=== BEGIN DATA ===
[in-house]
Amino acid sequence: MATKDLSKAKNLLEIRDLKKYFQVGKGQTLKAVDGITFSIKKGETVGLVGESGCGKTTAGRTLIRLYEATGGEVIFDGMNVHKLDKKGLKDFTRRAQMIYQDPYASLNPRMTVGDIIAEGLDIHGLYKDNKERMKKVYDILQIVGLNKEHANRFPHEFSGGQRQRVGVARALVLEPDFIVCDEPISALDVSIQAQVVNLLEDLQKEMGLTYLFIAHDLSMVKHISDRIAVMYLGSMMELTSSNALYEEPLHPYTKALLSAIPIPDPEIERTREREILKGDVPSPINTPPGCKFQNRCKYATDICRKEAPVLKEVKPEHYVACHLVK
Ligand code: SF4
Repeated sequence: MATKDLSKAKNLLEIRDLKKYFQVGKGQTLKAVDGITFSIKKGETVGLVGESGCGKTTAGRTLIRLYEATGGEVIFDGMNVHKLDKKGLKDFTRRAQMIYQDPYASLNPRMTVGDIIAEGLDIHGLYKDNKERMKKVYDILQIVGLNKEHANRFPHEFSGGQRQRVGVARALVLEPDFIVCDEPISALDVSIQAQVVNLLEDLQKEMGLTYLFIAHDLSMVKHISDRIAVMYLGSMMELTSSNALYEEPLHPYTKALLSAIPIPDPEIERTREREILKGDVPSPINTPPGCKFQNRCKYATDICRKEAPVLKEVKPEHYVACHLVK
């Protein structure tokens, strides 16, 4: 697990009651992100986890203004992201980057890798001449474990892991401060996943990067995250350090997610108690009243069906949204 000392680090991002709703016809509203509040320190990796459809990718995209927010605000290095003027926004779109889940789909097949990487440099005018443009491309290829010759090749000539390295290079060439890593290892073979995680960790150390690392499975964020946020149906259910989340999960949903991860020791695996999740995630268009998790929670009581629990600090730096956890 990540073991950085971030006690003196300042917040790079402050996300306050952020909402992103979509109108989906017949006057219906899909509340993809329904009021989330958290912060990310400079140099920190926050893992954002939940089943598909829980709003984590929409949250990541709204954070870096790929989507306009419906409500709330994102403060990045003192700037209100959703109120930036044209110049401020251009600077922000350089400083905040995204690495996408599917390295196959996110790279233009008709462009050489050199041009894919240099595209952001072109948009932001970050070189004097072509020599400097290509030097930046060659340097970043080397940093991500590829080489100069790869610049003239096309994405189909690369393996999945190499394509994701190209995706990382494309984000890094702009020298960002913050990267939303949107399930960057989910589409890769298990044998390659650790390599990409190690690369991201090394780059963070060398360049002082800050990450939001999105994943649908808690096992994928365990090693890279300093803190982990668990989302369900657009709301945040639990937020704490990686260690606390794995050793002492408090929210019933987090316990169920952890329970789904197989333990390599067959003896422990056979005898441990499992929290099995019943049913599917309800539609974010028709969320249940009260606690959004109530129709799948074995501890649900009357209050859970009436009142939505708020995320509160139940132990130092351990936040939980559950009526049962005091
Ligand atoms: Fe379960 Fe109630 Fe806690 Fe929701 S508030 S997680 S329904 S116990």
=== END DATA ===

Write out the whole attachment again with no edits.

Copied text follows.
[in-house]
Amino acid sequence: MATKDLSKAKNLLEIRDLKKYFQVGKGQTLKAVDGITFSIKKGETVGLVGESGCGKTTAGRTLIRLYEATGGEVIFDGMNVHKLDKKGLKDFTRRAQMIYQDPYASLNPRMTVGDIIAEGLDIHGLYKDNKERMKKVYDILQIVGLNKEHANRFPHEFSGGQRQRVGVARALVLEPDFIVCDEPISALDVSIQAQVVNLLEDLQKEMGLTYLFIAHDLSMVKHISDRIAVMYLGSMMELTSSNALYEEPLHPYTKALLSAIPIPDPEIERTREREILKGDVPSPINTPPGCKFQNRCKYATDICRKEAPVLKEVKPEHYVACHLVK
Ligand code: SF4
Repeated sequence: MATKDLSKAKNLLEIRDLKKYFQVGKGQTLKAVDGITFSIKKGETVGLVGESGCGKTTAGRTLIRLYEATGGEVIFDGMNVHKLDKKGLKDFTRRAQMIYQDPYASLNPRMTVGDIIAEGLDIHGLYKDNKERMKKVYDILQIVGLNKEHANRFPHEFSGGQRQRVGVARALVLEPDFIVCDEPISALDVSIQAQVVNLLEDLQKEMGLTYLFIAHDLSMVKHISDRIAVMYLGSMMELTSSNALYEEPLHPYTKALLSAIPIPDPEIERTREREILKGDVPSPINTPPGCKFQNRCKYATDICRKEAPVLKEVKPEHYVACHLVK
């Protein structure tokens, strides 16, 4: 697990009651992100986890203004992201980057890798001449474990892991401060996943990067995250350090997610108690009243069906949204 000392680090991002709703016809509203509040320190990796459809990718995209927010605000290095003027926004779109889940789909097949990487440099005018443009491309290829010759090749000539390295290079060439890593290892073979995680960790150390690392499975964020946020149906259910989340999960949903991860020791695996999740995630268009998790929670009581629990600090730096956890 990540073991950085971030006690003196300042917040790079402050996300306050952020909402992103979509109108989906017949006057219906899909509340993809329904009021989330958290912060990310400079140099920190926050893992954002939940089943598909829980709003984590929409949250990541709204954070870096790929989507306009419906409500709330994102403060990045003192700037209100959703109120930036044209110049401020251009600077922000350089400083905040995204690495996408599917390295196959996110790279233009008709462009050489050199041009894919240099595209952001072109948009932001970050070189004097072509020599400097290509030097930046060659340097970043080397940093991500590829080489100069790869610049003239096309994405189909690369393996999945190499394509994701190209995706990382494309984000890094702009020298960002913050990267939303949107399930960057989910589409890769298990044998390659650790390599990409190690690369991201090394780059963070060398360049002082800050990450939001999105994943649908808690096992994928365990090693890279300093803190982990668990989302369900657009709301945040639990937020704490990686260690606390794995050793002492408090929210019933987090316990169920952890329970789904197989333990390599067959003896422990056979005898441990499992929290099995019943049913599917309800539609974010028709969320249940009260606690959004109530129709799948074995501890649900009357209050859970009436009142939505708020995320509160139940132990130092351990936040939980559950009526049962005091
Ligand atoms: Fe379960 Fe109630 Fe806690 Fe929701 S508030 S997680 S329904 S116990």